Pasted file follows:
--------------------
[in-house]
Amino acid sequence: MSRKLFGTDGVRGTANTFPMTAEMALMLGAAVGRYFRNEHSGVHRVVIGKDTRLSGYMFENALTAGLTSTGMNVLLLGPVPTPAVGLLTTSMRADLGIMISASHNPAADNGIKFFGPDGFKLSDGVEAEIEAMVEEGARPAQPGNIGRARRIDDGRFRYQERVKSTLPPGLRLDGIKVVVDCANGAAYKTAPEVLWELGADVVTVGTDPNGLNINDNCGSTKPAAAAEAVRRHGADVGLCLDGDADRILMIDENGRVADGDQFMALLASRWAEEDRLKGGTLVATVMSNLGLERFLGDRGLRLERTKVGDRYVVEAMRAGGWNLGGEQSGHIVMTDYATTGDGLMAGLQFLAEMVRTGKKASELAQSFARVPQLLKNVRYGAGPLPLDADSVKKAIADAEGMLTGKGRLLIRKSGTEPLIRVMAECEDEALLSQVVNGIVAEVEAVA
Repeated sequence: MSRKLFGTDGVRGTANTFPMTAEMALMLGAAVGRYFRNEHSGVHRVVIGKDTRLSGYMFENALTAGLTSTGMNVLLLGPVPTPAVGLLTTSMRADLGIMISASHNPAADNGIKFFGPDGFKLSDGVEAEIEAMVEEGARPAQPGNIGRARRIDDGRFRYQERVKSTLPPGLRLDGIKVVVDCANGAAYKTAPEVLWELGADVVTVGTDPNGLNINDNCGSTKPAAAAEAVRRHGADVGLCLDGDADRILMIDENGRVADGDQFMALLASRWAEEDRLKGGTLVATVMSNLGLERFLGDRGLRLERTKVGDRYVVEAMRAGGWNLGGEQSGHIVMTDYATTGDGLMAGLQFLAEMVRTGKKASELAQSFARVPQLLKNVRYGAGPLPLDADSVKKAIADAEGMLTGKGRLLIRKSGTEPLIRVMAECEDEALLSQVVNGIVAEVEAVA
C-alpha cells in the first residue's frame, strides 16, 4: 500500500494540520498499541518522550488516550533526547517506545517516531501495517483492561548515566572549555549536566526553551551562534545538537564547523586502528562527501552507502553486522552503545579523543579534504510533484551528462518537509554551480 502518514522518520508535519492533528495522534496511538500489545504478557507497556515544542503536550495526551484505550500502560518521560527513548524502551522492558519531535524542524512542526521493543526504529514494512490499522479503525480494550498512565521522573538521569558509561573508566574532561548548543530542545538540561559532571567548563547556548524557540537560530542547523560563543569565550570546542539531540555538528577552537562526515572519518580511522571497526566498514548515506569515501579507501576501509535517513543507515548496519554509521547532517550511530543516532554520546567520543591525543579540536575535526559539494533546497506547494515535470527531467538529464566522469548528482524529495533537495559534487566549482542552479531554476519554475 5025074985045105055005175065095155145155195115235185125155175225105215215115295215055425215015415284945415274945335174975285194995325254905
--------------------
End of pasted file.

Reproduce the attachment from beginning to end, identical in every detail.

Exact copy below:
[in-house]
Amino acid sequence: MSRKLFGTDGVRGTANTFPMTAEMALMLGAAVGRYFRNEHSGVHRVVIGKDTRLSGYMFENALTAGLTSTGMNVLLLGPVPTPAVGLLTTSMRADLGIMISASHNPAADNGIKFFGPDGFKLSDGVEAEIEAMVEEGARPAQPGNIGRARRIDDGRFRYQERVKSTLPPGLRLDGIKVVVDCANGAAYKTAPEVLWELGADVVTVGTDPNGLNINDNCGSTKPAAAAEAVRRHGADVGLCLDGDADRILMIDENGRVADGDQFMALLASRWAEEDRLKGGTLVATVMSNLGLERFLGDRGLRLERTKVGDRYVVEAMRAGGWNLGGEQSGHIVMTDYATTGDGLMAGLQFLAEMVRTGKKASELAQSFARVPQLLKNVRYGAGPLPLDADSVKKAIADAEGMLTGKGRLLIRKSGTEPLIRVMAECEDEALLSQVVNGIVAEVEAVA
Repeated sequence: MSRKLFGTDGVRGTANTFPMTAEMALMLGAAVGRYFRNEHSGVHRVVIGKDTRLSGYMFENALTAGLTSTGMNVLLLGPVPTPAVGLLTTSMRADLGIMISASHNPAADNGIKFFGPDGFKLSDGVEAEIEAMVEEGARPAQPGNIGRARRIDDGRFRYQERVKSTLPPGLRLDGIKVVVDCANGAAYKTAPEVLWELGADVVTVGTDPNGLNINDNCGSTKPAAAAEAVRRHGADVGLCLDGDADRILMIDENGRVADGDQFMALLASRWAEEDRLKGGTLVATVMSNLGLERFLGDRGLRLERTKVGDRYVVEAMRAGGWNLGGEQSGHIVMTDYATTGDGLMAGLQFLAEMVRTGKKASELAQSFARVPQLLKNVRYGAGPLPLDADSVKKAIADAEGMLTGKGRLLIRKSGTEPLIRVMAECEDEALLSQVVNGIVAEVEAVA
C-alpha cells in the first residue's frame, strides 16, 4: 500500500494540520498499541518522550488516550533526547517506545517516531501495517483492561548515566572549555549536566526553551551562534545538537564547523586502528562527501552507502553486522552503545579523543579534504510533484551528462518537509554551480 502518514522518520508535519492533528495522534496511538500489545504478557507497556515544542503536550495526551484505550500502560518521560527513548524502551522492558519531535524542524512542526521493543526504529514494512490499522479503525480494550498512565521522573538521569558509561573508566574532561548548543530542545538540561559532571567548563547556548524557540537560530542547523560563543569565550570546542539531540555538528577552537562526515572519518580511522571497526566498514548515506569515501579507501576501509535517513543507515548496519554509521547532517550511530543516532554520546567520543591525543579540536575535526559539494533546497506547494515535470527531467538529464566522469548528482524529495533537495559534487566549482542552479531554476519554475 5025074985045105055005175065095155145155195115235185125155175225105215215115295215055425215015415284945415274945335174975285194995325254905